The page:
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Innovative Or Soviet? Central Asian Countries Shift Attitudes To Reporting On IS

  • Joanna Paraszczuk

The recent changes could indicate that some of Central Asia's intelligence communities are beginning to accept that silence doesn't help combat Islamic State propaganda. (file photo)

The recent changes could indicate that some of Central Asia's intelligence communities are beginning to accept that silence doesn't help combat Islamic State propaganda. (file photo)

Central Asian media are changing their approach to reporting on the Islamic State (IS) militant group.

Outlets in Uzbekistan and Tajikistan have gone on the offensive, intensifying anti-IS propaganda efforts by broadcasting reports that highlight IS's atrocities and which warn citizens against joining the group. And Kazakhstan appears to have slightly softened its hard-line stance on blocking outlets that report on IS, allowing some reports to remain online.

Tajikistan

In the last few weeks, state media in Tajikistan have published a series of reports that slam IS ideology and activities, in particular its brutal killings and enslavement of women.

The director of Tajikistan's official news agency, Khovar, told RFE/RL's Tajik Service recently that it was "trying to make a greater contribution to the information war" against IS by making Tajiks aware of the extremist group's "inhumane acts."

Uzbekistan

A similar "information war" has been launched in Uzbekistan, where for three days in late June all major TV channels, including O'zbekistan, Yoshlar, and Toshkent, broadcast a series of talk shows titled Ko'zgudagi Biz (We In The Mirror) that slammed IS ideology.

The shows were attended by prominent figures, including Uzbek movie star Erkin Komilov, and Qobil qori and Rahmatilla qori, the imams of two of the country's largest mosques, according to RFE/RL's Uzbek Service.

The Uzbek talk shows broke new ground by admitting Uzbeks were joining IS.

According to RFE/RL's Uzbek Service, officials acknowledged for the first time during the talk shows that the number of young people joining IS had increased, although a figure was not given.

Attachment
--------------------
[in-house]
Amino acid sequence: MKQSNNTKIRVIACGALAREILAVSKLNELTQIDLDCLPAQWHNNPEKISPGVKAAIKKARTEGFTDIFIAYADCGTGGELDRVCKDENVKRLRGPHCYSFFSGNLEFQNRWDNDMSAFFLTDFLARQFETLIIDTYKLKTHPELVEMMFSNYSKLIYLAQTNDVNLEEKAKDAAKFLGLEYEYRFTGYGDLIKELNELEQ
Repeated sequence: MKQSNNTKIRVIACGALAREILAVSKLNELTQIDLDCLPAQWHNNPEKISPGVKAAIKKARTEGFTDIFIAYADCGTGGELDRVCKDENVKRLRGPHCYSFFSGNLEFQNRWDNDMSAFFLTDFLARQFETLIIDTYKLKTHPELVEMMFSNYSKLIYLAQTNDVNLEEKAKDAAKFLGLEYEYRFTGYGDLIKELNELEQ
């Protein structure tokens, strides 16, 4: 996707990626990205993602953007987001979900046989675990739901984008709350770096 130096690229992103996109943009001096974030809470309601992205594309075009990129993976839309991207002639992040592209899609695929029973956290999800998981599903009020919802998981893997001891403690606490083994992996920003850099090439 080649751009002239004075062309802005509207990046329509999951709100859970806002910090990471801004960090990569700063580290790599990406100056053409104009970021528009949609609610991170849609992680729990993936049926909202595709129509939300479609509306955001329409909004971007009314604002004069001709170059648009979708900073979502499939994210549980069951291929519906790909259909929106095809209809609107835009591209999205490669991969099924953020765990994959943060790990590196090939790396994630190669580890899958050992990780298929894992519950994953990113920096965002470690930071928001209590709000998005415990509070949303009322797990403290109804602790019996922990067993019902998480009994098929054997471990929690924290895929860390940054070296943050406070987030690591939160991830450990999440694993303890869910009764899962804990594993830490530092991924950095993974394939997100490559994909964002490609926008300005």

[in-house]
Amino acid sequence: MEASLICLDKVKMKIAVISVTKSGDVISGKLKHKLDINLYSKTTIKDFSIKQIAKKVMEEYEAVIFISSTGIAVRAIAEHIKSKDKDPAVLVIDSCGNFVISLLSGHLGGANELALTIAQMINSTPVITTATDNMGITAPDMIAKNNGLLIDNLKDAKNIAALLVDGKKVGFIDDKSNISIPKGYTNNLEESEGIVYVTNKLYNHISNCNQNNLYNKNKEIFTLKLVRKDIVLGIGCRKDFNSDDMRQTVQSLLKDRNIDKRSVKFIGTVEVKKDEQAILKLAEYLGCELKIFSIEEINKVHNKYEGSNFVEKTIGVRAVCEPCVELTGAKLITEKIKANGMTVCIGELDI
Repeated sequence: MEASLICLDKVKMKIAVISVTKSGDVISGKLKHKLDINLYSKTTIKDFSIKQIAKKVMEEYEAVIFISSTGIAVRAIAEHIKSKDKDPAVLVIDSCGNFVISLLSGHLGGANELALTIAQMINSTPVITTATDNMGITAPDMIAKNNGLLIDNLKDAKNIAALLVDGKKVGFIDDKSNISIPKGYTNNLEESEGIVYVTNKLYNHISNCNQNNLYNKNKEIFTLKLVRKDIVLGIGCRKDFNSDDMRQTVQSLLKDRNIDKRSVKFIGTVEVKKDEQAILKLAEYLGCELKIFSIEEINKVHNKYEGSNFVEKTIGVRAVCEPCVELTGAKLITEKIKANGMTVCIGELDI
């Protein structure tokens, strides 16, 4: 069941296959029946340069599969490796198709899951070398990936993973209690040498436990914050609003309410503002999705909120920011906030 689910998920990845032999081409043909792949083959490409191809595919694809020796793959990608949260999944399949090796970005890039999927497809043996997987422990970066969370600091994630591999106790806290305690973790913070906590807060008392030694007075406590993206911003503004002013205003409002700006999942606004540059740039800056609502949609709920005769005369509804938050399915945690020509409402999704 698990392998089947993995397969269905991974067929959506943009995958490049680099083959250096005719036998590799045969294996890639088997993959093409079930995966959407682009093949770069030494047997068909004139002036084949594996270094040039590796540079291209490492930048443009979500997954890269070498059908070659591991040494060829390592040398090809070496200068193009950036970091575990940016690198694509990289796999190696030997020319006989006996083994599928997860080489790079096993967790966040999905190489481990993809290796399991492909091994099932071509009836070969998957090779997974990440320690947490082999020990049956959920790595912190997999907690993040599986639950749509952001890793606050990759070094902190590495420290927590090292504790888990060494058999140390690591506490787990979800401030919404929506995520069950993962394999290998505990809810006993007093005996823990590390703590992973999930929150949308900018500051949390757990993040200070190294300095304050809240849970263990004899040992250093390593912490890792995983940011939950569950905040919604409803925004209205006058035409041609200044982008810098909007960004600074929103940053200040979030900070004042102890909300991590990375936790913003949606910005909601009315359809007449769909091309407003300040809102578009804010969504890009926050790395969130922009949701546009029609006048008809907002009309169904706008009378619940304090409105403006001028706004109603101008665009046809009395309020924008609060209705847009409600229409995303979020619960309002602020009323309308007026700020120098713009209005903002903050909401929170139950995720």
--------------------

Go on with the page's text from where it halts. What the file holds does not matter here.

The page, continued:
One episode even featured an on-air telephone call with an Uzbek woman who claimed to be a "jihadi bride" in Syria. The woman said she regretted her decision to join IS but had not been able to find a way to escape.

The talk shows also warned that IS recruiters search for potential victims in social networks, reflecting reports that the extremist group was using the Internet to target Central Asians.

Following the talk shows, Uzbek TV channels are now working on a series of documentaries that will also counter IS propaganda, according to the Uzbek Service.

Kazakhstan

In Kazakhstan, where IS is still a "taboo topic," according to RFE/RL's Kazakh Service, there is no state media-led "information war."

But there are some signs that Kazakhstan's hard-line attitudes toward reporting on IS could be thawing.

The authorities have routinely blocked reporting on IS and have been particularly sensitive to reports showing ethnic Kazakhs in IS-controlled areas.

But the Kazakh Service says some of its more recent reports on IS have not been blocked -- including one about a Kazakh militant who shared photographs of himself burning his Kazakh passport.

Kazakhstan's National Security Service routinely reports on how many Kazakhs are fighting alongside IS.

And while anti-IS propaganda may not have made it to Kazakhstan's TV screens, the country has made some efforts aimed at deterring recruitment.

Some local mosques have begun to discuss IS with congregants and are asking people to work together to deter family members from joining IS.